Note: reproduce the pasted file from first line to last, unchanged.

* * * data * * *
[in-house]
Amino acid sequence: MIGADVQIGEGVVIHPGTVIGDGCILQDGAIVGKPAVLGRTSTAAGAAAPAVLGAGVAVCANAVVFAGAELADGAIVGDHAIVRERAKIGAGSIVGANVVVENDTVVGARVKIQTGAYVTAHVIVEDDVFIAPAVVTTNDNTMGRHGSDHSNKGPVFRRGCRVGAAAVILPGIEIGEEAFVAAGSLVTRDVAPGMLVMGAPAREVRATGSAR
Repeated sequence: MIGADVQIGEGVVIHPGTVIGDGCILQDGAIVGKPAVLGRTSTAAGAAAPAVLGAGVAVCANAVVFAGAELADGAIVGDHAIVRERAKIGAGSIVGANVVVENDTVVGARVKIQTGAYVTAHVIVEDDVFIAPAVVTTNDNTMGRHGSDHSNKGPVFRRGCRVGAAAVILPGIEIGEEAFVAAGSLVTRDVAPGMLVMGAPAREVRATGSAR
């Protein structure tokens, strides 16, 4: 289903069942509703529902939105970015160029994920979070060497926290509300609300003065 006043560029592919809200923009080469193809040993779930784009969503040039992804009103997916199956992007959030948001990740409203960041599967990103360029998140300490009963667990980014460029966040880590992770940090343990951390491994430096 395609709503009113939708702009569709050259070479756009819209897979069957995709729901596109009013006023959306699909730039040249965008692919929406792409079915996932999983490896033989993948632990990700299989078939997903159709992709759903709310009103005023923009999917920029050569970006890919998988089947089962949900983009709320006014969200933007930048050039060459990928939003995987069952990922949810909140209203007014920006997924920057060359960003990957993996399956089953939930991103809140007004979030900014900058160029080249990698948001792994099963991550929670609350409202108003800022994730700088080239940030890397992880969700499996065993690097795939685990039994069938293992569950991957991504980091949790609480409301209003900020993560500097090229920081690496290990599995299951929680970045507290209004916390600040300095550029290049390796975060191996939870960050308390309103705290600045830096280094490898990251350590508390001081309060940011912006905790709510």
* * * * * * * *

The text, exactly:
[in-house]
Amino acid sequence: MIGADVQIGEGVVIHPGTVIGDGCILQDGAIVGKPAVLGRTSTAAGAAAPAVLGAGVAVCANAVVFAGAELADGAIVGDHAIVRERAKIGAGSIVGANVVVENDTVVGARVKIQTGAYVTAHVIVEDDVFIAPAVVTTNDNTMGRHGSDHSNKGPVFRRGCRVGAAAVILPGIEIGEEAFVAAGSLVTRDVAPGMLVMGAPAREVRATGSAR
Repeated sequence: MIGADVQIGEGVVIHPGTVIGDGCILQDGAIVGKPAVLGRTSTAAGAAAPAVLGAGVAVCANAVVFAGAELADGAIVGDHAIVRERAKIGAGSIVGANVVVENDTVVGARVKIQTGAYVTAHVIVEDDVFIAPAVVTTNDNTMGRHGSDHSNKGPVFRRGCRVGAAAVILPGIEIGEEAFVAAGSLVTRDVAPGMLVMGAPAREVRATGSAR
């Protein structure tokens, strides 16, 4: 289903069942509703529902939105970015160029994920979070060497926290509300609300003065 006043560029592919809200923009080469193809040993779930784009969503040039992804009103997916199956992007959030948001990740409203960041599967990103360029998140300490009963667990980014460029966040880590992770940090343990951390491994430096 395609709503009113939708702009569709050259070479756009819209897979069957995709729901596109009013006023959306699909730039040249965008692919929406792409079915996932999983490896033989993948632990990700299989078939997903159709992709759903709310009103005023923009999917920029050569970006890919998988089947089962949900983009709320006014969200933007930048050039060459990928939003995987069952990922949810909140209203007014920006997924920057060359960003990957993996399956089953939930991103809140007004979030900014900058160029080249990698948001792994099963991550929670609350409202108003800022994730700088080239940030890397992880969700499996065993690097795939685990039994069938293992569950991957991504980091949790609480409301209003900020993560500097090229920081690496290990599995299951929680970045507290209004916390600040300095550029290049390796975060191996939870960050308390309103705290600045830096280094490898990251350590508390001081309060940011912006905790709510």